Friday, April 9th, 2010
Book Review: Jasmine
Today’s book review comes by way of my 5-year-old daughter. Here is the backstory…
Our elementary school celebrated César Chávez Day on March 31. It’s a state holiday in California for the Mexican-American labor leader and civil rights activist. The day is commemorated through community service.
Each grade level performed a service project for the community or one that built school pride. Second graders cleaned up a walking trail, fifth graders worked in a community garden, and so forth.
Chinn later gave a talk at the school about her childhood persecution in China under Mao Zedong and the life lessons she has learned. She essentially lived homeless, eating garbage, and not talking until she was 4-years-old. Chinn eventually walked 1,000 miles to Hong Kong, and then found her way to America. In the US, she had the following observation: “Sesame Street became my best friend. [I learned that] if Oscar the Grouch can be happy living in garbage, I can be happy too.”
Anyhow… my daughter’s kindergarten class project was reading books to seniors from a neighboring assisted living facility. The students could bring their own book or read a classroom book, so my daughter jumped at the chance.
She chose a home book from a series by the Humane Society of the United States that she has enjoyed since she was about three-years-old. Some of the stories detail the real experiences of abused animals and their rescue and rehabilitation. Other stories detail real experiences of wild animals, such as a manatee or grizzly bear.
I enjoy the illustrations in the series, most color pencil drawings by Randy Houk, who also authored the books. A few of the books have other authors and illustrators featuring painted scenes.
My daughter’s review is below. She typed it on an old laptop we picked up for free (thanks Craigslist!). She referred to it as her “work” as in, “Can I use my computer Papa? I need to do my work.”
She also learned the importance of proper back-up procedures when she lost most of her review and had to retype it. We haven’t begun her computer education, so she types quite slow. The following review was composed over several sessions over several days:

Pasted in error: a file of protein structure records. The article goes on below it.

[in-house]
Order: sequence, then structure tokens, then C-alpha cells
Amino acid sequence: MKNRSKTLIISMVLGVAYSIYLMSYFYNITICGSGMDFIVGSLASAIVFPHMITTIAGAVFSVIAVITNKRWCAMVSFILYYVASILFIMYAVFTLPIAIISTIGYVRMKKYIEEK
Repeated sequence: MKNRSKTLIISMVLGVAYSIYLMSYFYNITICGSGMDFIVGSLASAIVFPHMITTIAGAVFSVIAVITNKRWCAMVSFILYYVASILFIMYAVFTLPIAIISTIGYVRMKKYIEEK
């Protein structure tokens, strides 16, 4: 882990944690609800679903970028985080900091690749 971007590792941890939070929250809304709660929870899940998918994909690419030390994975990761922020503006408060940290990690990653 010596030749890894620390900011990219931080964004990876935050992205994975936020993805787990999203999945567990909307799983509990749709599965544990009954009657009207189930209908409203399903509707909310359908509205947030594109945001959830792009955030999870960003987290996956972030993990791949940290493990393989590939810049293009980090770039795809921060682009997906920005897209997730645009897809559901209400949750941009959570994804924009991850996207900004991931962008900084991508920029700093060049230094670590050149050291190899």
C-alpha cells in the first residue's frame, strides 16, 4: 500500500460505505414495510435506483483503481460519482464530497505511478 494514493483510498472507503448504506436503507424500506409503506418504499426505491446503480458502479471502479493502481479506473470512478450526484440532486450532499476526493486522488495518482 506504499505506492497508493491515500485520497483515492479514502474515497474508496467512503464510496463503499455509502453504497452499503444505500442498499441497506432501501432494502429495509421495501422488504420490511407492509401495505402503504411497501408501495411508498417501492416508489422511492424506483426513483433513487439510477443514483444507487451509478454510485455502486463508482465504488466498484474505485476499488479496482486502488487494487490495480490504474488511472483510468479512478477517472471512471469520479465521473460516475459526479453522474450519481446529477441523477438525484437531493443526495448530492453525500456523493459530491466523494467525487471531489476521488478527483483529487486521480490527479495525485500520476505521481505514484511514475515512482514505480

Written and illustrated by Randy Houk. The Humane Society of the United States.
“Jasmine was a city cat.
She stayed in, and that was that.
She had water, she had kibble.
She could sip at will or nibble.
She had no need for kitty sitters.
She’d just use her kitty litter.
She had learned to wait all day.
While her owners worked, she’d play.”
I like it because it tells you what will happen to your pet if you leave it by itself too long or if you move away and leave it there.
She lived in the city. She stays home. When her owners moved away and left her there, she got skinny, then a different person moved in and saw she was too skinny and took her to the vet and then took her to the pound. Thank you for reading. By Little Miss.
In summary, Jasmine’s owners move out of their apartment, but leave Jasmine trapped inside. She survives licking water from a leaky bathtub faucet and eats bird seed from a bag she rips open. The landlord is in the hospital and doesn’t discover the cat until it’s near death. He takes Jasmine to the vet to recover, but she won’t eat. They mix bird seed into her food to entice her back to health. Then, at the Humane Society shelter she is adopted to a family with children who play with her. The last page has a photo of the real Jasmine.
The bad news is that this book series is discontinued. Here are used sale links via AbeBooks.com. You can also find some of them used on Amazon.
- Jasmine (cat abandoned in an apartment)
- Chessie, the Travelin’ Man (A manatee that travels well beyond his Florida home, as far north as Connecticut)
- Ruffle, Coo and Hoo Doo (owls and escaped parrots that live in the same tree)
- Chocolate, a Glacier Grizzly (a bear gets too close to humans and is air-lifted to a remote area by forest rangers)
- Star Comes Home (a pony given as a birthday gift isn’t cared for and goes through several homes until it finds a loving owner. )
- Freefall: A Sea Turtle Falls from the Sky (a baby turtle is snatched by a seagull, then it falls onto a windshield. He is raised by humans and then returned to the sea)
- Hope (a pig raised in poor conditions is abandoned because she’s unsellable due to health problems, but is discovered and adopted to a farm where she is kept as a pet)
- Bentley and Blueberry (A dog owner rescues a stray from the animal shelter to be a companion for her existing dog)
- Kirsty’s Surprise (a lame baby cow is taken to a farm sanctuary where it greets school kids)
- Wolves in Yellowstone (the story of wolves being reintroduced into Yellowstone National Park)
(There could be more titles. These are just the ones we own.)
Do you have any children’s books you’d recommend that promote animal welfare?